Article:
At GB Training, we understand that health and wellbeing is important for our learners and our staff team. In our always-on digital era the way we order food, exercise and maintain health is changing. We know from worldwide studies that people are living longer, with this comes a greater increase of poor health and wellbeing. There are millions of people in the world eating the wrong sorts of food for good health. Eating a diet that is low in whole grains, fruit, nuts and seeds and fish oils and high in salt raises the risk of an early death, according to the huge and ongoing study ‘Global Burden of Disease.’

What’s changed?

All too often we are so consumed for time, we rely on smartphone apps to order a meal, complete the weekly food shop and care less for planning a healthy well-balanced diet. We are attracted to convenience foods and special offers which we believe are saving us time and money. Processed foods are usually high in salt and do little to sustain energy levels in comparison to a healthy balanced diet. Not only is the digital era changing the way we purchase foods, it is also impacting on the amount of exercise individuals take part in each day. Over the last ten years several studies have concluded that, as a society we are becoming an age of ‘sofa surfers’, who do little to maintain health and wellbeing because of our lack of exercise. In more recent studies, it has been found that only four in ten adults are walking continuously for ten minutes per month.

So, what can we do?

The issue that faces our society is that we must find a happy medium in our digital healthy lifestyles. In a review conducted by Public Health England (PHE) there is little time for exercise and physical activity with the rise in the sedentary lifestyles, find the experts. PHE thus has launched a “One You” physical activity campaign. This would encourage adults to incorporate 10 minutes continuous brisk walking in their day to improve their health. This is aimed at persons who lead a low activity lifestyle and are generally inactive. The ‘Active 10’ app has been developed to show how much brisk walking a person is doing each day and helps suggest how more exercise can be incorporated into the lifestyles of individuals. The Active 10 app came into being from the collaboration of PHE, The University of Sheffield, Sheffield Hallam University and the National Centre for Sport and Exercise Medicine. At least a single 10-minute brisk walk a day can help reduce the risk of early death by 15%, studies have shown. The recommendations suggest at least 150 minutes of moderate to vigorous exercise each week. This 10-minute brisk walk can provide a significant contribution to that. It can reduce the risk of diabetes by 40%, risk of cardiovascular disease by 35%, risk of dementia by 30% and risk of cancers by 20%. Walking is one exercise that requires no skills or equipment or facilities and is thus most accessible and acceptable says the PHE. At present this lack of physical activity leads to at least one of the six deaths in the UK and is a direct contributor of over £0.9 billion per year in expenditure of the NHS, evidence shows.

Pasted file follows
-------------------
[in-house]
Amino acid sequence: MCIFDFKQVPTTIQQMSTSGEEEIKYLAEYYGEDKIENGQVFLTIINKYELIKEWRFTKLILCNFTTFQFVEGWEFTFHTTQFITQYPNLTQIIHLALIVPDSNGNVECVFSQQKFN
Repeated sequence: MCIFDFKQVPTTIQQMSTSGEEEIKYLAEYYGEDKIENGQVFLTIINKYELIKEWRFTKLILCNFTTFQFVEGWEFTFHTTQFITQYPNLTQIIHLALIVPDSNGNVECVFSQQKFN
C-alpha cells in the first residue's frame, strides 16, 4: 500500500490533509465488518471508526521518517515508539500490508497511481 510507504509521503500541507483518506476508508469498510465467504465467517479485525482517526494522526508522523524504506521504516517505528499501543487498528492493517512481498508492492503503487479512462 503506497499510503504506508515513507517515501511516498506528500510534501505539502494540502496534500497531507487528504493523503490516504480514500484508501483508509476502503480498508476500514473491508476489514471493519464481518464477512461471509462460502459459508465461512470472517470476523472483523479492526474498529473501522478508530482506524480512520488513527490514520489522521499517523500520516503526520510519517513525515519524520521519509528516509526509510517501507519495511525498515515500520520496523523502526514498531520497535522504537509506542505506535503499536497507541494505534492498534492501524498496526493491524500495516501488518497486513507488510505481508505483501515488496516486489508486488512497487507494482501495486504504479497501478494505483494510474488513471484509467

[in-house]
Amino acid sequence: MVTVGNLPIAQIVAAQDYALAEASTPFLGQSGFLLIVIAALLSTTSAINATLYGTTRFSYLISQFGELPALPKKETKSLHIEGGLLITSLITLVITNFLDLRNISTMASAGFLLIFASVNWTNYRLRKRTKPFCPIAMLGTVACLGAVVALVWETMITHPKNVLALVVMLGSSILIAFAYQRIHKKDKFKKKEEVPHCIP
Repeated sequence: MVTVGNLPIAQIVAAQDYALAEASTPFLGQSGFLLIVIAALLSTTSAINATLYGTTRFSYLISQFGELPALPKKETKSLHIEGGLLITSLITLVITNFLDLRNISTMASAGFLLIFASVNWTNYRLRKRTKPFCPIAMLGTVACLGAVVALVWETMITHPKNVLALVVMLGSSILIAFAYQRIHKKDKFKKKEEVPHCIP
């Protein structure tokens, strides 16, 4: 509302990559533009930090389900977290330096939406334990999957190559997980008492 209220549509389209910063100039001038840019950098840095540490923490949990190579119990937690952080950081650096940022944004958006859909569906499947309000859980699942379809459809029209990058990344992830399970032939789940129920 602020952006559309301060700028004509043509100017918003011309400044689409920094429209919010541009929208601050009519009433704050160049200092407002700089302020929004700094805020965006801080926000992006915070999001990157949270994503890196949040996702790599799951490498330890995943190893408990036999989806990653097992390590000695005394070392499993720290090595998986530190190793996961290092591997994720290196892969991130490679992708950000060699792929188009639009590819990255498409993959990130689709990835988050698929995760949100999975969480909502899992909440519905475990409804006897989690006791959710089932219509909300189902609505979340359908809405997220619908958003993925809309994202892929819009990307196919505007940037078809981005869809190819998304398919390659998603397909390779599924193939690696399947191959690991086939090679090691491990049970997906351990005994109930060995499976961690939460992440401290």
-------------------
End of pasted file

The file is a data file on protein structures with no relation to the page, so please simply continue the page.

Our top tips for eating better and moving more

· Eat plenty of fresh fruit and vegetables · Eat a diet based on your levels of activity · Eat more fish · Eat less than 6g of salt per day · Cut down on saturated fats and sugar · Drink more water · Don’t skip breakfast · Plan your healthy eating and exercise regime · Get active and be healthy · Get off the bus a little earlier and walk the rest of the way   If you have any concerns about your lifestyle and want more information why not speak to a member of our Health and Social Care Team.